Cult of MAGA: The Crisis, The System, The Enemy and The Bullshit
Stephen Law unpicks Donald Trump's disregard for truth and what it reveals about the cult of Make America Great Again.
In The Art of The Deal, Trump claimed that the decorative tiles in the children's room at his Mar-a-Lago resort were made by Walt Disney personally. When Trump's butler asked him if that was really true, Trump replied, “Who cares?”
Trump is a bullshitter. Harry Frankfurt’s little classic On Bullshit points out that the liar and the honest person have at least something positive in common: a focus on the truth. The honest person says what they believe is true; the liar what they believe isn’t true. But bullshitter, says Frankfurt,
“…is neither on the side of the true nor on the side of the false. His eye is not on the facts at all, as the eyes of the honest man and of the liar are, except insofar as they may be pertinent to his interest in getting away with what he says. He does not care whether the things he says describe reality correctly. He just picks them out, or makes them up, to suit his purpose.”
It is said we live in a ‘post-truth’ culture, and bullshit, in Frankfurt’s sense, is a part of that culture. Many accuse Trump of being a master of bullshit, casually firing off statements to self-aggrandise or manipulate, uninterested in whether or not they’re true.
While Frankfurt’s characterisation of bullshit is intriguing, I think it’s too narrow. A lot of what rightly gets called bullshit is propagated by folk who do care about truth. For the most part, believers in astrology, demons, guardian angels, or spiritualist communication aim to believe what’s true. To suggest that anti-vaxxer or Christian Science parents (who forego orthodox medical treatment in favour of prayer) don’t care about whether their belief is true seems absurd given that they are prepared to bet their child’s life on it.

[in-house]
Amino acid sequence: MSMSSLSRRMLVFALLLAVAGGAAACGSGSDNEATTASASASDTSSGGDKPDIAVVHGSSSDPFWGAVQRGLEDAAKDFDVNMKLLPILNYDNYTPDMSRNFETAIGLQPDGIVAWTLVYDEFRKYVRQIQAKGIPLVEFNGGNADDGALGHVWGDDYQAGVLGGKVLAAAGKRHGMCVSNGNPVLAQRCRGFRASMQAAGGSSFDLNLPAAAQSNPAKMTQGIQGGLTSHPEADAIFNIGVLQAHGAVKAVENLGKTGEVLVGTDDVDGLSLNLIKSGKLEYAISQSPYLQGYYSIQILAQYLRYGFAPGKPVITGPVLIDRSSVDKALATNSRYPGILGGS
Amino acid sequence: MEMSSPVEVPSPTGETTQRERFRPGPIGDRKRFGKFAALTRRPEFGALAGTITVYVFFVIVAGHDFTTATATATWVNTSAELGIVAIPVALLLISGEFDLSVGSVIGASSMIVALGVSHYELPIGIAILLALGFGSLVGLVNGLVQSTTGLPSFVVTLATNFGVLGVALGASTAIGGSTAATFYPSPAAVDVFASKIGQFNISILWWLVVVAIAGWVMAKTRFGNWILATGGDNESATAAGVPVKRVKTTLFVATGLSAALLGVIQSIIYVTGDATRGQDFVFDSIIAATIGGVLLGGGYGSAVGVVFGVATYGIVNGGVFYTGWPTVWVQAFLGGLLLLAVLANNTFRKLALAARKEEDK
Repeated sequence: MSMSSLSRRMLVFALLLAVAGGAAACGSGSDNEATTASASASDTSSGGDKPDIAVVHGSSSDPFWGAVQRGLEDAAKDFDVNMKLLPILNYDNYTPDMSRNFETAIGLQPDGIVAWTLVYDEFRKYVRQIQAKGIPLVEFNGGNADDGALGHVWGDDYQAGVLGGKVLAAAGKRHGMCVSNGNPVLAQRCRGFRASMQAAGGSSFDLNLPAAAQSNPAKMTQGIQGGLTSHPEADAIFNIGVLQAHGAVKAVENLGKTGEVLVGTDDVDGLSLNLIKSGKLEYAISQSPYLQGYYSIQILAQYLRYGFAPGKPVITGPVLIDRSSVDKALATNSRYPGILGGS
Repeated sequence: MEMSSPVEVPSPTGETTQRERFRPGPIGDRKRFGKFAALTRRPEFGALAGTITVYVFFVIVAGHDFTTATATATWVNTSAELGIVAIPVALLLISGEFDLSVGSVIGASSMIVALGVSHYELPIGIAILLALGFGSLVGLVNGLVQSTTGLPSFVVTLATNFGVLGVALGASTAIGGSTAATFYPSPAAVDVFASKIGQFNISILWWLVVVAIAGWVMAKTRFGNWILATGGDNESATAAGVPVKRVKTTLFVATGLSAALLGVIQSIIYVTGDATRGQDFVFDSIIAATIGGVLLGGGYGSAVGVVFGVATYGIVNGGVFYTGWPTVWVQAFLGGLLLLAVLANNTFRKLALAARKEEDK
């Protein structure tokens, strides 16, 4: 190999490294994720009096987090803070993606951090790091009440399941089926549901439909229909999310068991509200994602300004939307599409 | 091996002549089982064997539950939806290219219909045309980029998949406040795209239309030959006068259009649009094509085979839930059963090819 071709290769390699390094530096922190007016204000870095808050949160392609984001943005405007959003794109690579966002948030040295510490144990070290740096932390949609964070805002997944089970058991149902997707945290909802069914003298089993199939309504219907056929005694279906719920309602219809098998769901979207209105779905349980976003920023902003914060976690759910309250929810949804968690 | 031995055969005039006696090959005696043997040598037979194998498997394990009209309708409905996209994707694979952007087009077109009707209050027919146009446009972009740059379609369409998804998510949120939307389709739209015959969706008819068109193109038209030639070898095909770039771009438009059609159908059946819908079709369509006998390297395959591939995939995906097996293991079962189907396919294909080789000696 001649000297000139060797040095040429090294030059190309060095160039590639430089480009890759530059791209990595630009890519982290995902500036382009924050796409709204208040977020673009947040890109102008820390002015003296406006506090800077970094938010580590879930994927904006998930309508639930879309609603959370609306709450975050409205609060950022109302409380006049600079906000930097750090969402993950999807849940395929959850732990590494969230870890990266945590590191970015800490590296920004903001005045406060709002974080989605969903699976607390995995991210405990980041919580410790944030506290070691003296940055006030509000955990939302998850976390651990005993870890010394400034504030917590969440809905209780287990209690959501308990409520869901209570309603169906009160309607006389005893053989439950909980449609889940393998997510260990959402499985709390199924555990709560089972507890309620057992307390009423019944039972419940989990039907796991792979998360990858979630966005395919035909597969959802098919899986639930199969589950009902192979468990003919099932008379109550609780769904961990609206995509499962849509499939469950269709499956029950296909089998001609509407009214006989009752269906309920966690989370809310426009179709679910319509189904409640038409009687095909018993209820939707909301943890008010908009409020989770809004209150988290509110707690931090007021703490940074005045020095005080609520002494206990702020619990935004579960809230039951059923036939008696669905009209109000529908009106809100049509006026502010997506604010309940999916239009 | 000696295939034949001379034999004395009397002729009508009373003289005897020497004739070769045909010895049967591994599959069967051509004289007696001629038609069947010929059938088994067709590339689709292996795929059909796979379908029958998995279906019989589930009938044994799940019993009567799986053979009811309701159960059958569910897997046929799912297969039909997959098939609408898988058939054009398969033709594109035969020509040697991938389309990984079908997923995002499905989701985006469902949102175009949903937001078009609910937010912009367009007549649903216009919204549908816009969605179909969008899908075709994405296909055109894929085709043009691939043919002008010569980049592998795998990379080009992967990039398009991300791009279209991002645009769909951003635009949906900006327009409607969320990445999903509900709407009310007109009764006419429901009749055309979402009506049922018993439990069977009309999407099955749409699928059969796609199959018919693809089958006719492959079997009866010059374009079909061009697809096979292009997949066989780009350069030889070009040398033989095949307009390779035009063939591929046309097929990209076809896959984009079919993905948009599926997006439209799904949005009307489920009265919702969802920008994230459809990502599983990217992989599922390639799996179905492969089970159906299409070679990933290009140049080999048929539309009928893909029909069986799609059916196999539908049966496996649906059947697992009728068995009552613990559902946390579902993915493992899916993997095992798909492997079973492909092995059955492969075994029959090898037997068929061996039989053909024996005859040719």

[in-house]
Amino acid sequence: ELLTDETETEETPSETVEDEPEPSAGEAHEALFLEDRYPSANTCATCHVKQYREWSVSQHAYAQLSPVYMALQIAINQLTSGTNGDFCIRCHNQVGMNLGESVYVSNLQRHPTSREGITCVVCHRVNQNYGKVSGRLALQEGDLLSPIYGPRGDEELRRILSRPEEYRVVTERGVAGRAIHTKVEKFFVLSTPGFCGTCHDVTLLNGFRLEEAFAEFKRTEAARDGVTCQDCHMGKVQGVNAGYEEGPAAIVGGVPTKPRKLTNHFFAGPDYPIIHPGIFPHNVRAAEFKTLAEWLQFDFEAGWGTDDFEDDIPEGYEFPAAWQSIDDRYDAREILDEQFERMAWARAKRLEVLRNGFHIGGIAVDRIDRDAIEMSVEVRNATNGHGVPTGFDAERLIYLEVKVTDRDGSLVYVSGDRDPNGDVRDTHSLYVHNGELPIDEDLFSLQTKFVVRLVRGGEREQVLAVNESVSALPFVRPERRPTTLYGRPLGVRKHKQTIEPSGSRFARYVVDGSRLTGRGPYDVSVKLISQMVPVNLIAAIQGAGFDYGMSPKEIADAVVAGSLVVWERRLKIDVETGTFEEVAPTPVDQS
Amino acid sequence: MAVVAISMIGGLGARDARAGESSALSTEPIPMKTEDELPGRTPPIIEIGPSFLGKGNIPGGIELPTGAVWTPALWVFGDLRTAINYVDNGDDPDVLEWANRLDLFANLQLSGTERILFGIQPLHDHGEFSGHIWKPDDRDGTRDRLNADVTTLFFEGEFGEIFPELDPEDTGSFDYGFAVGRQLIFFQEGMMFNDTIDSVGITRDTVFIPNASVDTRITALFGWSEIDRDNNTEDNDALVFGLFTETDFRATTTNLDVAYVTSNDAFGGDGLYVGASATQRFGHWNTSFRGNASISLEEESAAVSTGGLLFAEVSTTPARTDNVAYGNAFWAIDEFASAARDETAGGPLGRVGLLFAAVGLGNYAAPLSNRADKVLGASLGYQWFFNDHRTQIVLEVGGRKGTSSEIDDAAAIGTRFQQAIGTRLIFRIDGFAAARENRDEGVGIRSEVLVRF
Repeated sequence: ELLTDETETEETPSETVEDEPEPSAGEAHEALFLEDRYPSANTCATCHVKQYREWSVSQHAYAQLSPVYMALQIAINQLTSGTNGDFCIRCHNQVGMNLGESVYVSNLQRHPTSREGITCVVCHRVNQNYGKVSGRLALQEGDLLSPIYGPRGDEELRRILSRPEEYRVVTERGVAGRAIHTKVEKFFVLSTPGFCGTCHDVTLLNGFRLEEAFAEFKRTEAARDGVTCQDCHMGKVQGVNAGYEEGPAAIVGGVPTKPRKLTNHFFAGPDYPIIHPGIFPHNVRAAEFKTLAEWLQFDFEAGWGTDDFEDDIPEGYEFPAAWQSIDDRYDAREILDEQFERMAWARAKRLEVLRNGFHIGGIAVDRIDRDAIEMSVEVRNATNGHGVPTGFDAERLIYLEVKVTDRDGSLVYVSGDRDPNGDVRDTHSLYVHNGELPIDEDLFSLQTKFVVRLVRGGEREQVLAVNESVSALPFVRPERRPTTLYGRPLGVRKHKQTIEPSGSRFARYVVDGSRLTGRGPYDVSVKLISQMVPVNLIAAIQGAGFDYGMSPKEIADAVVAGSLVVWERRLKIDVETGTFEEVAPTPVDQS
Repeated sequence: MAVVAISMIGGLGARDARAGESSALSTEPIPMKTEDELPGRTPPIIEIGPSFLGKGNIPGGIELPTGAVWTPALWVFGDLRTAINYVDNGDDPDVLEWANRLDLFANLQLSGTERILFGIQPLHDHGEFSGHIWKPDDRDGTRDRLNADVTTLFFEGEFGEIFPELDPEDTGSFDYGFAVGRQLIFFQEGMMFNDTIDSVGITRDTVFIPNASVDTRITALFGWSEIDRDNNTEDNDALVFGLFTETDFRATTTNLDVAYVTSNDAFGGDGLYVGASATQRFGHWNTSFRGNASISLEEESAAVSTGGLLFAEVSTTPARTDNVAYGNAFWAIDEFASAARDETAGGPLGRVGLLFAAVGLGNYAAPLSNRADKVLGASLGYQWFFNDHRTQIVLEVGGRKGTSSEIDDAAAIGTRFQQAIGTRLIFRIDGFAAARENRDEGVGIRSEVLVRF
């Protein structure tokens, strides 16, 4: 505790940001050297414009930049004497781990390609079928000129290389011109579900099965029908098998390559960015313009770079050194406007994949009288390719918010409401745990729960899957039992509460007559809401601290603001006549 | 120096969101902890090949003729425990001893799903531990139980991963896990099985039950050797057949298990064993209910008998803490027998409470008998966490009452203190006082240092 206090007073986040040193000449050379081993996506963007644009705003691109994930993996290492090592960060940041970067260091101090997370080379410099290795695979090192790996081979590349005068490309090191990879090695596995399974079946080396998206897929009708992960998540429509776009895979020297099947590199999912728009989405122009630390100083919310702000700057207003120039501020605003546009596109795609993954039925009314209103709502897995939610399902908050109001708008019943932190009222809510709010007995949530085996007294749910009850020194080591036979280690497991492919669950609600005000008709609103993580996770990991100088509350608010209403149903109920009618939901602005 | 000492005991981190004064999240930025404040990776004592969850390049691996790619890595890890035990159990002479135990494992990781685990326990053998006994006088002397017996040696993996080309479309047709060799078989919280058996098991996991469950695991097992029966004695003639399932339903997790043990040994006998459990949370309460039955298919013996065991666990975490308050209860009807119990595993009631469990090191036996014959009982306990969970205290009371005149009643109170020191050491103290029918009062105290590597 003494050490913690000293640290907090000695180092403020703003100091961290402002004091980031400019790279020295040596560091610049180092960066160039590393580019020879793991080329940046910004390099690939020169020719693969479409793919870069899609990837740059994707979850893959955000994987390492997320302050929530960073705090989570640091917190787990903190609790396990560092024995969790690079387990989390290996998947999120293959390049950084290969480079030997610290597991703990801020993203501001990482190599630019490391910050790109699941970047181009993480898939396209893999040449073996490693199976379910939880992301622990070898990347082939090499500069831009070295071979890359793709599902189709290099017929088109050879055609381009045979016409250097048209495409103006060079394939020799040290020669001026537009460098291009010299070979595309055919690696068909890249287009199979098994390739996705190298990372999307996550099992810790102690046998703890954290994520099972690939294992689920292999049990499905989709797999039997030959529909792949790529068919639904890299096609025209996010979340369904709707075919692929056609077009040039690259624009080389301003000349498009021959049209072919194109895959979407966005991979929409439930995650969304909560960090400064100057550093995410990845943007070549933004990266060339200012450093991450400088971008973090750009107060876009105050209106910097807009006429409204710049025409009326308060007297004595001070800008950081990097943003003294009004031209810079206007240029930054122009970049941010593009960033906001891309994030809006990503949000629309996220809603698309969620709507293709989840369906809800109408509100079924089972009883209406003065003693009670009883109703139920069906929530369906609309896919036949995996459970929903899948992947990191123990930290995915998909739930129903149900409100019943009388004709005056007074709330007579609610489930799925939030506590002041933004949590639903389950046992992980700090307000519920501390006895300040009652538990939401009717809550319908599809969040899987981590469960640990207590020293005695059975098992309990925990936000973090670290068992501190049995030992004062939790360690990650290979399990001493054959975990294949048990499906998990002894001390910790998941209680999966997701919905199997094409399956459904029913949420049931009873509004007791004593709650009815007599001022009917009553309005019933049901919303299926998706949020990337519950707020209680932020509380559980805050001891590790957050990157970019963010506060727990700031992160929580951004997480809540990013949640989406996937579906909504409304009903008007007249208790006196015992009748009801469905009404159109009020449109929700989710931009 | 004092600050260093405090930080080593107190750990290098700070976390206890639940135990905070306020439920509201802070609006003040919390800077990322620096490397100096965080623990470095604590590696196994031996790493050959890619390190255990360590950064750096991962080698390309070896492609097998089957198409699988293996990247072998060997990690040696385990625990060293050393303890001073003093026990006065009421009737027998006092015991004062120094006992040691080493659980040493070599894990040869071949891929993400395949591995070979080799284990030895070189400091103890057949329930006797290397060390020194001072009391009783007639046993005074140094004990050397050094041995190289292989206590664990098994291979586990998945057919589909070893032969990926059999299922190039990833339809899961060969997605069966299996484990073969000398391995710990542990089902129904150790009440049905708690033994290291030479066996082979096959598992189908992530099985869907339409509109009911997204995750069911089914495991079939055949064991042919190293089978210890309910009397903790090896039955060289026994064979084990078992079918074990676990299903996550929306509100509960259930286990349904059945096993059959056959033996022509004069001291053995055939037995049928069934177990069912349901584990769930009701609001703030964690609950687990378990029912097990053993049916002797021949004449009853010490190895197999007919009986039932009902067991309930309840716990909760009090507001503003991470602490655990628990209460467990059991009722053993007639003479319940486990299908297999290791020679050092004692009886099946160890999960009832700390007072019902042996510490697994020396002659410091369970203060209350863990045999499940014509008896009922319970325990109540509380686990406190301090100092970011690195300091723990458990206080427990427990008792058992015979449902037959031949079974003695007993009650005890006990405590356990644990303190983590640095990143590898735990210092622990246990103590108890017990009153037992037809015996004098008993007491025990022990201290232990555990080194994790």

So what about the Make America Great Again movement backing Trump? While Trump often seems uninterested in what’s true, I think his followers, for the most part, do care about truth. Yet I still consider the MAGA movement a kind of bullshit movement, alongside wacky conspiracy theories and religious cults. In order to understand why it’s a bullshit movement, we’ll need a more encompassing conception of bullshit than Frankfurt’s.
In my book Believing Bullshit: How Not To Get Sucked Into an Intellectual Black Hole, I outline eight key warning signs that we are imprisoned in a bullshit belief system. There’s no single common denominator when it comes to bullshit: different belief systems tick different boxes. But before getting into why MAGA is a bullshit movement, I want briefly to explore why our current political landscape provides such fertile soil for bullshit political movements to take root. I’ll focus on two key reasons, which I call The Crisis and The System.